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McInnis Cleared of Dishonest Lawyer Conduct, But Questionable Politician Conduct Still a Problem

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Back in November, Scott McInnis told The Denver Post that he'd clear his name within a few short months. It wasn't clear what he meant, but you had to assume something would show that he didn't deserve the harsh treatment he got as he ran for governor in the last election.

He couldn't show that he really did not commit plagiarism, could he? I mean, the exact words in McInnis' water articles, written for the Hasan Family Foundation for $300,000, were lifted from another writer's work. This was clear and irrefutable, right?

McInnis couldn't blame the media? Or Dick Wadhams? Or even the Tea Party.

What could clear his name?

I waited impatiently, and no name-clearing happened. I was getting real desperate to know WTF was in McInnis' mind, and today rolled around.

It turns out that an attorney connected to the Colorado Supreme Court conducted an investigation, at the behest of Colorado Ethics Watch, on whether McInnis' behavior meets the lawyerly snuff test.

His investigation, indeed, cleans up McInnis a bit, but it doesn't clear his name, unless you believe throwing people under buses is a good idea.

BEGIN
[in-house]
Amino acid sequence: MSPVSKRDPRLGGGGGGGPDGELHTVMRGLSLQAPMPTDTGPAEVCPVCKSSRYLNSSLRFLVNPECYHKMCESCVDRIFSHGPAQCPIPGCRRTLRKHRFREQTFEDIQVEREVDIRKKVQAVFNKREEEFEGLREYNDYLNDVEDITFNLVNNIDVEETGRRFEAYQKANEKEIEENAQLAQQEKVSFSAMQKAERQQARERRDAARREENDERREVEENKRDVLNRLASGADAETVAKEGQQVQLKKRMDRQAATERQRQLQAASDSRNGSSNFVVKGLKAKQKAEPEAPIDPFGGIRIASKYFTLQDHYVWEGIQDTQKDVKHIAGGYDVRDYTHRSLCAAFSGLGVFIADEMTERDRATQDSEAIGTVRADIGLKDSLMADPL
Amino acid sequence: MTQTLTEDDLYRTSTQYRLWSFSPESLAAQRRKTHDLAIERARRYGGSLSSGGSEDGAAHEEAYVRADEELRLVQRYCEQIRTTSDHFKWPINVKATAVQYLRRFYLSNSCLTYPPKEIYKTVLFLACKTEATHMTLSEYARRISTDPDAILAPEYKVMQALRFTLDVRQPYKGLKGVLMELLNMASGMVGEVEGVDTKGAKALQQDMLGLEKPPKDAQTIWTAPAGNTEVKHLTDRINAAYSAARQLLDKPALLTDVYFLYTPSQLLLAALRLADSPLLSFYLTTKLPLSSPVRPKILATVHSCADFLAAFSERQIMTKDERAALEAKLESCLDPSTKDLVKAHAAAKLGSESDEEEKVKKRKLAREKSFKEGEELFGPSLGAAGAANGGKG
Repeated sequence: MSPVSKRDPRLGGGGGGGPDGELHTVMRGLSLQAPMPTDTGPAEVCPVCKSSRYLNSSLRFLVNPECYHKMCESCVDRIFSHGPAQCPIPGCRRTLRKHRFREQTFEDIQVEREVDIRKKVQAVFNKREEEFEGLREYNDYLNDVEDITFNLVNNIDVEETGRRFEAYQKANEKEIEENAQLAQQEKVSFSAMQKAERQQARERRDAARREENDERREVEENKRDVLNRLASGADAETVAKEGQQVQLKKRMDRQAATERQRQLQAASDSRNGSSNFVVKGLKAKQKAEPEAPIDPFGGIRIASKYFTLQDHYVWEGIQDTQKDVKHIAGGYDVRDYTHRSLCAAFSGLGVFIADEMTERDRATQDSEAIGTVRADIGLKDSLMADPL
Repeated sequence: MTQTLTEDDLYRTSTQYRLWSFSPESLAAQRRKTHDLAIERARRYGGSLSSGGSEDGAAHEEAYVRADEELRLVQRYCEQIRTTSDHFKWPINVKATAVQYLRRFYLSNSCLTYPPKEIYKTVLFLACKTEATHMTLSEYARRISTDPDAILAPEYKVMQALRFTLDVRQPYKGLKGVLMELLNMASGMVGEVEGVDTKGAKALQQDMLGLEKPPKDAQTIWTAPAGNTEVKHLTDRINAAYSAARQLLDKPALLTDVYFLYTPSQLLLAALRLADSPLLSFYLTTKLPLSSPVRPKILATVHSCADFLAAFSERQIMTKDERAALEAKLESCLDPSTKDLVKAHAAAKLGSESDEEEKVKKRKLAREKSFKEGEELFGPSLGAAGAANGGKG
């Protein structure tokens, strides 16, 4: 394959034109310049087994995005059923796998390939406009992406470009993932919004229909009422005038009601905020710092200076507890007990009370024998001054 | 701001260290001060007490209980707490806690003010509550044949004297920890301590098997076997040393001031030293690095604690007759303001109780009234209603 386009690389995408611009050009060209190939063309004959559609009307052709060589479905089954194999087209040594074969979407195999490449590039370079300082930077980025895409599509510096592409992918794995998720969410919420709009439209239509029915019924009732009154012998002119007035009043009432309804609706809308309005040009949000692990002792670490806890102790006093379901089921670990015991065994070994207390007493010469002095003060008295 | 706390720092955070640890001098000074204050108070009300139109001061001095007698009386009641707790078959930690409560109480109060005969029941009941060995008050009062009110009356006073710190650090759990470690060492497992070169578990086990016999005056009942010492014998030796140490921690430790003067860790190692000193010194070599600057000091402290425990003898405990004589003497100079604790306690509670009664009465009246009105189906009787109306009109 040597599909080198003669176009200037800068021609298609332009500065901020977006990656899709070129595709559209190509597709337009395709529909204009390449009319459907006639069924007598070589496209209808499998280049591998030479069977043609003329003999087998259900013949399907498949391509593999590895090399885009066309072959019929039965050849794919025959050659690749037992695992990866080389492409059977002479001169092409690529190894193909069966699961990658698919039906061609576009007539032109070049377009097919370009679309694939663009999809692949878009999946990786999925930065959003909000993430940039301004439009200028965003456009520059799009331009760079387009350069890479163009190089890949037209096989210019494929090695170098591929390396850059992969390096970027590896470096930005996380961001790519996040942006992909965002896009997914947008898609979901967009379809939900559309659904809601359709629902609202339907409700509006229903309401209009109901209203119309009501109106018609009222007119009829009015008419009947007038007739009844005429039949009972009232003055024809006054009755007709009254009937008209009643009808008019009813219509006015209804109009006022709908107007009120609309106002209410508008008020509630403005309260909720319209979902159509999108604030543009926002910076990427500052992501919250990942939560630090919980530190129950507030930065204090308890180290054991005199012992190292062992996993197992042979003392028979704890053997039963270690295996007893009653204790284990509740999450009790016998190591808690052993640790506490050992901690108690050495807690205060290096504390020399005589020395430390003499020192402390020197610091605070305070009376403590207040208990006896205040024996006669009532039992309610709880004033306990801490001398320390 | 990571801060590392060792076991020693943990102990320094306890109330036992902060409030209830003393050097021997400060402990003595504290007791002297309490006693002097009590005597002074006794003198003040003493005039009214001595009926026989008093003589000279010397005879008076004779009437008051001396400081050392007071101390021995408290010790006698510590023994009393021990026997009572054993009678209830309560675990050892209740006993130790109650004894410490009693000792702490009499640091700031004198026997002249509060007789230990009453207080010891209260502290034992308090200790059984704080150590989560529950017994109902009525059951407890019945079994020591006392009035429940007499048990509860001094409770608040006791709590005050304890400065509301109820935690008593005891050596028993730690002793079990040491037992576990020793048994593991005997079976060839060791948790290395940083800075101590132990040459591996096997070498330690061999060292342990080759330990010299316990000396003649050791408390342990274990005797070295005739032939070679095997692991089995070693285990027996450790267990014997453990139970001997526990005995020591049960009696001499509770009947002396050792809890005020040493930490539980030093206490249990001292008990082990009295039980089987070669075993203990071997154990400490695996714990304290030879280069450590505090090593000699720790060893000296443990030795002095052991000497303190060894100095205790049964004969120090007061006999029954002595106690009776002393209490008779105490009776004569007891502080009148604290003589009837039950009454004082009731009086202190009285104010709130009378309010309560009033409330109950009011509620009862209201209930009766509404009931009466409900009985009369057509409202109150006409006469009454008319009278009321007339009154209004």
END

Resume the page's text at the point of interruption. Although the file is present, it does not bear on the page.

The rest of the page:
John Gleason, who conducted the investigation, aired his conclusion in documents quoted by the Grand Junction Sentinel (posted previously here) this morning:

Based on the sworn testimony of Mr. Fischer and his contemporaneous emails, personal notes and other documents produced by him, it is clear that in 2005, Mr. McInnis both disclosed to Mr. Fischer that his draft articles may be published by the Hasan Family Foundation and instructed Mr. Fischer (a water law expert but inexperienced author) that he must not plagiarize anyone's work...

So Gleason clears McInnis of dishonest lawyerly conduct.

But does it clear him of slimy, squeezy, mean politican conduct? Does it make his conduct look, ah, gubernatorial, if I can use that word there?

Sorry, no, no. And sorry again.

No one but a lawyer would believe it means much, in the political name-clearing business, if emails stated that Rollie Fischer was told not to plagiarize. And he apparently forgot or didn't read the fine print.

That's no reason for McInnis to go on TV and blame the plagiarism on Fischer. He should have taken responsibility himself. His name was on it. Fischer was confused, and so were the Hasans, according to the story in the Grand Junction Sentinel today.

Still, we don't know if today's news was, in fact, the name-clearing event that McInnis was referring to in November. You have to guess that it was, or at least that he had found correspondence with Fischer and the Hasans that put the blame for the water plagiarism on Fischer.

If so, if McInnis thought this would Shyne up his image, McInnis still doesn't get it.

His mistake was throwing his research assistant under the bus. He could have survived the plagiarism, probably. But his handling of it sunk his campaign.

He can't clear his name of those mistakes. That was his problem then, and that's what he's going to have to live with.